Natural Resource Manager

What does a natural resource manager do?

Natural resource managers develop conservation plans for nature reserves, land and other natural resources, so that people can use these resources in an ecologically sustainable way.

Natural resource managers specialising in land and biological resources work in agencies where they can apply ecological and planning principles to the management of renewable resources such as forests, grasslands and agricultural landscapes.

Natural resource managers specialising in water and soil resources may apply their skills to several areas. These include irrigated agriculture, drainage, water supply, water catchment management, pollution control and rehabilitation after mining activities.

Why does a natural resource manager do this?

Natural resource managers are interested in conservation and management of the environment and are employed in the areas of catchment management, land care, recreation, research, soil conservation and wildlife management. They work in universities, the minerals industry, environmental organisations and government agencies that manage community-owned land (such as conservation parks, forest or local government reserves and Crown land).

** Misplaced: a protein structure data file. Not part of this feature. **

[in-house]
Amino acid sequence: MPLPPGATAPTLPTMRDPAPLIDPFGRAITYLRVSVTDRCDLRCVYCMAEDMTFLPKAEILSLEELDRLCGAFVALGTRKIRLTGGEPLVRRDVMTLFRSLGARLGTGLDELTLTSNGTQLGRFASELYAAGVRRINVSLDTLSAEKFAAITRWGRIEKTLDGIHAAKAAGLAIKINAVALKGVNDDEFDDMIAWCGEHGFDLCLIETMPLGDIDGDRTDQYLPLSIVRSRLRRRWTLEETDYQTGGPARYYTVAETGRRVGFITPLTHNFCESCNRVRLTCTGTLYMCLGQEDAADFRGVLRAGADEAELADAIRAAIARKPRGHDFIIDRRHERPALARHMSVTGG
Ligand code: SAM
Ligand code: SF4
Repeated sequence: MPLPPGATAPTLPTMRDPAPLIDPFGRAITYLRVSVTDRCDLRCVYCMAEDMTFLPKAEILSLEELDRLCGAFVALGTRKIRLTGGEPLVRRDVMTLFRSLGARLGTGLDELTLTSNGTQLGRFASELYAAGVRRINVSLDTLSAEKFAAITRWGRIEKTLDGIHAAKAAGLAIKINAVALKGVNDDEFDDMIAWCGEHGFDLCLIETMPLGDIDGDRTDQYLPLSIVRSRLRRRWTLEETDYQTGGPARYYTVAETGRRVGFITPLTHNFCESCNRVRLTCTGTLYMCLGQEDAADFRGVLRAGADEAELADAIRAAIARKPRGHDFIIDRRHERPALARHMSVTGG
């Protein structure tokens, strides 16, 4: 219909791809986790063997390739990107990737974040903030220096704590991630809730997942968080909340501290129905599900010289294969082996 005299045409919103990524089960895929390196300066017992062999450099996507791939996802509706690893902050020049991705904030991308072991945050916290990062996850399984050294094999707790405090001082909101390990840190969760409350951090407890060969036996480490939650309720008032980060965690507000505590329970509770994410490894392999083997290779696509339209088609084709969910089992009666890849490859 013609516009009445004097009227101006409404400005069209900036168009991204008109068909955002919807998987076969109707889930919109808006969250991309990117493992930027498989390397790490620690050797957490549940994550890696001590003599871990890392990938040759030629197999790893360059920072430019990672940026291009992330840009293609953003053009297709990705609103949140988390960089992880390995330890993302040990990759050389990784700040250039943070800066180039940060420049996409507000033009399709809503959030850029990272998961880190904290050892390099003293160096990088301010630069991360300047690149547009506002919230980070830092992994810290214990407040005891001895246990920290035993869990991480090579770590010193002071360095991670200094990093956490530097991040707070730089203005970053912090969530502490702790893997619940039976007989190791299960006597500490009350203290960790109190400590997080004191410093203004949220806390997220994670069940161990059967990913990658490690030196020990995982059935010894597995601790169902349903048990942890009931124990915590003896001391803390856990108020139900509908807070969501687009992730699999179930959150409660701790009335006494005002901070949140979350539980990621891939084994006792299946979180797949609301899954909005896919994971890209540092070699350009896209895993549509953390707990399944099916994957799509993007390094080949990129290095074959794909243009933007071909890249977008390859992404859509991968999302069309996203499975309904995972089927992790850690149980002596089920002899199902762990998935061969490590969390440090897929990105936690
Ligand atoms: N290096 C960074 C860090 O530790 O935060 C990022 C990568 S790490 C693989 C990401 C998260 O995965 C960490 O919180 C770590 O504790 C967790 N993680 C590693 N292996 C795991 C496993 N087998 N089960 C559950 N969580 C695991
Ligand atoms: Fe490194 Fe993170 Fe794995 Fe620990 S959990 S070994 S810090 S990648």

How does a natural resource manager do this?

Some typical tasks may include:

  • Assess techniques for flora and fauna conservation
  • Monitor components of the environment, such as soil, water and air
  • Develop practical solutions for environmental management and rehabilitation
  • Develop techniques to ensure the development and use of vital land and water resources is ecologically sustainable
  • Undertake plant and animal pest management
  • Undertake bush regeneration activities
  • Work with land managers to improve biodiversity on private lands
  • Organise geological, plant and animal research
  • Undertake laboratory work
  • Develop resource management policy
  • Work with government and environmental groups
  • Run community education programs

Tertiary study

Undergraduate studies begin with a Bachelor of Science. You could study subject areas such as:

You could then go on to graduate study to gain specialised theoretical knowledge and practical experience. You could consider studying in:

Companies that employ natural resource managers